A kill bot is robot designed for killing, pure and simple. To many, the killer robot represents the ultimate in death dealing technology. Emotionless, efficient, rugged and unstopping, they present the platform for the perfect murderer. Science fiction literature and movies have popularized the killer robot scenario for most of the last century. This concept planted the seed for "The Case of the Killer Robot" in the brain of Richard Epstein, a professor at Pennsylvania's West Chester University. What if a robot killed through no fault of its own? Where does the responsibility lie in a case of robotic manslaughter?

"The Case of the Killer Robot" is a sequence of fictitious articles that detail the story of the death of robot operator Bart Matthews at the hands of a new supposedly state of the art Robbie CX30 industrial robot. Examining the project development process that lead to the construction of a machine that proved deadly dangerous, Epstein examines issues in computer ethics and quality management in software engineering. Presenting the internal conflicts and politics of the modern engineering workplace to readers, he forces the examination of software development in a fluid business environment. The scenarios also introduce psychological issues like organizational behavior, human psychology (in both programmers and users), the software development life cycle, and the nature of requirements and risk management in today's workplace. The key issue of determining when software is "good enough" for release when lives are involved forces readers to seriously consider this question.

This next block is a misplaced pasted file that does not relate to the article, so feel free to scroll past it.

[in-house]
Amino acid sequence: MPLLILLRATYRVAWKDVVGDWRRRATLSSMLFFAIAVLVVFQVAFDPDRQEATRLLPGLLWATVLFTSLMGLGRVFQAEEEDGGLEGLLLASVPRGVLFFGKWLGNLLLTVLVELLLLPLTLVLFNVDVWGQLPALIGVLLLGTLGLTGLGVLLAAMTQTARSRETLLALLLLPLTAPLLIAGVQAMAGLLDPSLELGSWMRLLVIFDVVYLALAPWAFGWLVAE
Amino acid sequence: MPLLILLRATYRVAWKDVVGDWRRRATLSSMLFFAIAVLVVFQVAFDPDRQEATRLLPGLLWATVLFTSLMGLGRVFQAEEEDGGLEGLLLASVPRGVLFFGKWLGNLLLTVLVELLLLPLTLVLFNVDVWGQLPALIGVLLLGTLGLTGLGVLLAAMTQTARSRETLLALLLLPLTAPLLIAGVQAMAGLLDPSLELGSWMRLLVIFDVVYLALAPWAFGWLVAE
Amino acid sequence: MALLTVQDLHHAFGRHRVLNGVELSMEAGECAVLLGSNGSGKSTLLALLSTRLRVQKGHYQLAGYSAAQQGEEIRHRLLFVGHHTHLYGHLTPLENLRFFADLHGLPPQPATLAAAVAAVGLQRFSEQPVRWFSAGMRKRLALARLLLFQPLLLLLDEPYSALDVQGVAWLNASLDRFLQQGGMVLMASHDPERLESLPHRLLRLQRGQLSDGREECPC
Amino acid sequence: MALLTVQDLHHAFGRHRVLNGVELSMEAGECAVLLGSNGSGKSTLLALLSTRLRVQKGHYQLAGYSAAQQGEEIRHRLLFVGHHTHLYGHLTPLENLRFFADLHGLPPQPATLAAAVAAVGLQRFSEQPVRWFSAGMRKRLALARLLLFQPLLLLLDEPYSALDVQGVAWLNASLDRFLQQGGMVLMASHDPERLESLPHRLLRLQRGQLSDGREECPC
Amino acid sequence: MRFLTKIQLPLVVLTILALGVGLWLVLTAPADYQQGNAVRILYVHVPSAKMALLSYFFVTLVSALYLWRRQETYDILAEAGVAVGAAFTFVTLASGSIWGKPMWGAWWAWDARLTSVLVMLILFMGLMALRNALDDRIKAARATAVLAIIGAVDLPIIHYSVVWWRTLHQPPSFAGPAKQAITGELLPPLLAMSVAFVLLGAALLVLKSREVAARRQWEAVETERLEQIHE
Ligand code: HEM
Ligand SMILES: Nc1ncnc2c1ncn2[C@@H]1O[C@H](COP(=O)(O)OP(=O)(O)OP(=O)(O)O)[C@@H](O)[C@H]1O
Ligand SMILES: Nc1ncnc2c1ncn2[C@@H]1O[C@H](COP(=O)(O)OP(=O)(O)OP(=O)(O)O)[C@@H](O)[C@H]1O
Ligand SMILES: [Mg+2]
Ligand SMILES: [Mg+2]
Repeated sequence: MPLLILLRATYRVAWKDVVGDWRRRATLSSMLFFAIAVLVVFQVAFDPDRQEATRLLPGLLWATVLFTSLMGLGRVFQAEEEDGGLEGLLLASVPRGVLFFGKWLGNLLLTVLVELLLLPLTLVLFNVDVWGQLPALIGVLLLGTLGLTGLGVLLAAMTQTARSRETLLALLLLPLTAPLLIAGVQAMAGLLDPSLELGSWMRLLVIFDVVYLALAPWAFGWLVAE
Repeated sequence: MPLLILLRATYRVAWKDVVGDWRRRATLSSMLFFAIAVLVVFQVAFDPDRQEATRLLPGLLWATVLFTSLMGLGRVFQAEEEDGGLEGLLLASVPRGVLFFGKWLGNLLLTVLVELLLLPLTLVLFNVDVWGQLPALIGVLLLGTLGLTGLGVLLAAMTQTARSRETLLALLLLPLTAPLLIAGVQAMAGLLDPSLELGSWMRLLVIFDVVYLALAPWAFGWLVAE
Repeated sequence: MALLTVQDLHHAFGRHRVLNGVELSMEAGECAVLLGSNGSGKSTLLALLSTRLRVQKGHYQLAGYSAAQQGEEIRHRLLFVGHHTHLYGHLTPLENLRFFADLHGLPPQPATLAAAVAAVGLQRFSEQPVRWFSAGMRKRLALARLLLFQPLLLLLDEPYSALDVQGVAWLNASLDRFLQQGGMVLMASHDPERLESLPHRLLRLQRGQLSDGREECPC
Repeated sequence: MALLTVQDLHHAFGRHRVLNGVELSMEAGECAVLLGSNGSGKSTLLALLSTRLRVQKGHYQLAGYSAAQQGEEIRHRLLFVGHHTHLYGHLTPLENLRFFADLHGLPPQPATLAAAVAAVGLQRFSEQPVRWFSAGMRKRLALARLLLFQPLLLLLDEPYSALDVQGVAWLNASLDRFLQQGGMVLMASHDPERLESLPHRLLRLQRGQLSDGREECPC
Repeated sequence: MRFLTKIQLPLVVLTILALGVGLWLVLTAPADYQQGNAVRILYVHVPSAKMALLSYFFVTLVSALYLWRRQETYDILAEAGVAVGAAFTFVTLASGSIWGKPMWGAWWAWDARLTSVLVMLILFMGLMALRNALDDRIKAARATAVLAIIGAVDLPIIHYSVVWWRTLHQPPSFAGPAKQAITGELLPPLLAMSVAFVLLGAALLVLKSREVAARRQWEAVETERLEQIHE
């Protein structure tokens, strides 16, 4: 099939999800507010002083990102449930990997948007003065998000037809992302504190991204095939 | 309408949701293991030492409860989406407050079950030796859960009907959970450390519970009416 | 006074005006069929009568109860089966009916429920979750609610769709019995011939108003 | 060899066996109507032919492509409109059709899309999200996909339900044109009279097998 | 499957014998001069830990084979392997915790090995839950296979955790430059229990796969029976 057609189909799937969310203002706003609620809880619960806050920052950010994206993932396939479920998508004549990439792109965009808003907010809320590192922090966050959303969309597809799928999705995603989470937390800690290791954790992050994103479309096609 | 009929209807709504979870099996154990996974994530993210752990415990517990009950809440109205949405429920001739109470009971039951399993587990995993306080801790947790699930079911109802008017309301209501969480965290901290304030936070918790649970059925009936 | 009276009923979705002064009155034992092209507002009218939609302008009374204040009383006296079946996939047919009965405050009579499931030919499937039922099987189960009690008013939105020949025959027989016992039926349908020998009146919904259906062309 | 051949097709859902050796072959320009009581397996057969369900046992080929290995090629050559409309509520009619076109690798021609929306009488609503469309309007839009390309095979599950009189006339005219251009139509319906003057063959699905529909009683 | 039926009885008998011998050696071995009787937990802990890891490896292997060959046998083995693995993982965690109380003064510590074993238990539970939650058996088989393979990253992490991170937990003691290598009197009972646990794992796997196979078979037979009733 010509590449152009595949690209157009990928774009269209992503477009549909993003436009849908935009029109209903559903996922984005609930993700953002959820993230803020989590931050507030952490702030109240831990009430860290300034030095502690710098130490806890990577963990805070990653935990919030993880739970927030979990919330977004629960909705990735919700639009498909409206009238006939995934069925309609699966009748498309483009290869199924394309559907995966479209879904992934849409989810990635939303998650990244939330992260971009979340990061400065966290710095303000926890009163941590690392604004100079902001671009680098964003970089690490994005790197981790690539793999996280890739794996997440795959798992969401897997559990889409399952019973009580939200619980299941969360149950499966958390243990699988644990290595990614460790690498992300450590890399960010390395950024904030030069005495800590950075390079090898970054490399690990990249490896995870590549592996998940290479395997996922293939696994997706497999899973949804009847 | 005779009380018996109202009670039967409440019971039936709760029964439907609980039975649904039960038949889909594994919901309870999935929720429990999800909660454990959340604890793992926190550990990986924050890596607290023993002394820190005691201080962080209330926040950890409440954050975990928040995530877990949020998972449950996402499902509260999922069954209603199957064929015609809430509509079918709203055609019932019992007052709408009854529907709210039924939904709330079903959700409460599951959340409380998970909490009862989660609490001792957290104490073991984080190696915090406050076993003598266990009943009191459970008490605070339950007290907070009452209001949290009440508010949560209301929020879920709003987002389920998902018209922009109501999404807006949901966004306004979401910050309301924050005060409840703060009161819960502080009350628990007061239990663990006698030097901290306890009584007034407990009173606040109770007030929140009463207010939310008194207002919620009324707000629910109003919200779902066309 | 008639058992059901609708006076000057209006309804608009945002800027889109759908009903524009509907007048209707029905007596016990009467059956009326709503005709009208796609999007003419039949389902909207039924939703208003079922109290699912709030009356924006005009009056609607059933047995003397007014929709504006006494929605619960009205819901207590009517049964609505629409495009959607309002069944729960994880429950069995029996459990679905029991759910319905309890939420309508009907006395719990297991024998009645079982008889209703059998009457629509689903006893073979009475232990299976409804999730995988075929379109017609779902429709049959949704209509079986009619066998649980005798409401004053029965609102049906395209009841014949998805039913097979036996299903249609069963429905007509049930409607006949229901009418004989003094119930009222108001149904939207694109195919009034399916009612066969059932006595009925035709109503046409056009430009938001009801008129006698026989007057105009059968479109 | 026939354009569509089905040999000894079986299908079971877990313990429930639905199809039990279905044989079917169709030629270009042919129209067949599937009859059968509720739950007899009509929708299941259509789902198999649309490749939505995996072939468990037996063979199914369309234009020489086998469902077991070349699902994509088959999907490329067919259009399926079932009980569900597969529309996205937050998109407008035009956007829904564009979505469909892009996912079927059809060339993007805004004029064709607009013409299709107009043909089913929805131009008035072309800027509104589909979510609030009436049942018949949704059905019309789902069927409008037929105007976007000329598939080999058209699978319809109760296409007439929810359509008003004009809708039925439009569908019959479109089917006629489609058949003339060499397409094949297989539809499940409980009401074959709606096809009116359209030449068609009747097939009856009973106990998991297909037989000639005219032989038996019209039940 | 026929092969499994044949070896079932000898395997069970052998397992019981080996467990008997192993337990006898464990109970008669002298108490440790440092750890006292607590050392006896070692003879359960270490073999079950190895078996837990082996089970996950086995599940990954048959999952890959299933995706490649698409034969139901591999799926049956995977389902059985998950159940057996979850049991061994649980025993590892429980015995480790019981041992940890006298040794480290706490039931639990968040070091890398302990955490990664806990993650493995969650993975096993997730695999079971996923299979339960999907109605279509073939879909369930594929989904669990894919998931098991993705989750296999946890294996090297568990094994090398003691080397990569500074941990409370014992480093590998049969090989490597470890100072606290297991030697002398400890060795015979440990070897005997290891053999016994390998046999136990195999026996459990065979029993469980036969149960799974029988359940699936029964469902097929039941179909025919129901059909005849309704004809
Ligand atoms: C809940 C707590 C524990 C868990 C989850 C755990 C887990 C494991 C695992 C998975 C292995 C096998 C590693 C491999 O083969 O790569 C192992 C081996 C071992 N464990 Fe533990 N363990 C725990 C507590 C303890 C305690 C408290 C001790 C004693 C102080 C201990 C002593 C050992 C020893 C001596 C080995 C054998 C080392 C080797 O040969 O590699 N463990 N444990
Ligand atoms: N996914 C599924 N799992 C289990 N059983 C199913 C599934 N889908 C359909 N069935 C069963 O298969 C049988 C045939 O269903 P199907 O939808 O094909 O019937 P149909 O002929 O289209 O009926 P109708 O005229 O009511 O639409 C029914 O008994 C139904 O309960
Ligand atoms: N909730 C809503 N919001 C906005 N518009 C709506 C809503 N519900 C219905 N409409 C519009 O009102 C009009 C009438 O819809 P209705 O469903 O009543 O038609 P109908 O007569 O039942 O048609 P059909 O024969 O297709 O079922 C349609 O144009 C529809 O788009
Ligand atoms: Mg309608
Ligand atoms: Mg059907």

It is a very unique and entertaining educational exercise. It clearly shows that unlike the resulting code, software development is a highly subjective social process, loaded with hidden pitfalls and ethical considerations. If you are involved in computer programming, whether lives depend on it or not, this is an excellent read.

Richard G. Epstein. "The use of computer ethics scenarios in software engineering education: the case of the killer robot." Software Engineering Education: Proceedings of the 7th SEI CSEE Conference, San Antonio. Jorge L. Diaz-Herrera, editor. Lecture Notes in Computer Science 750. Springer-Verlag 1994.

The Case of the Killer Robot Richard G. Epstein., John Wiley and Sons, 1997

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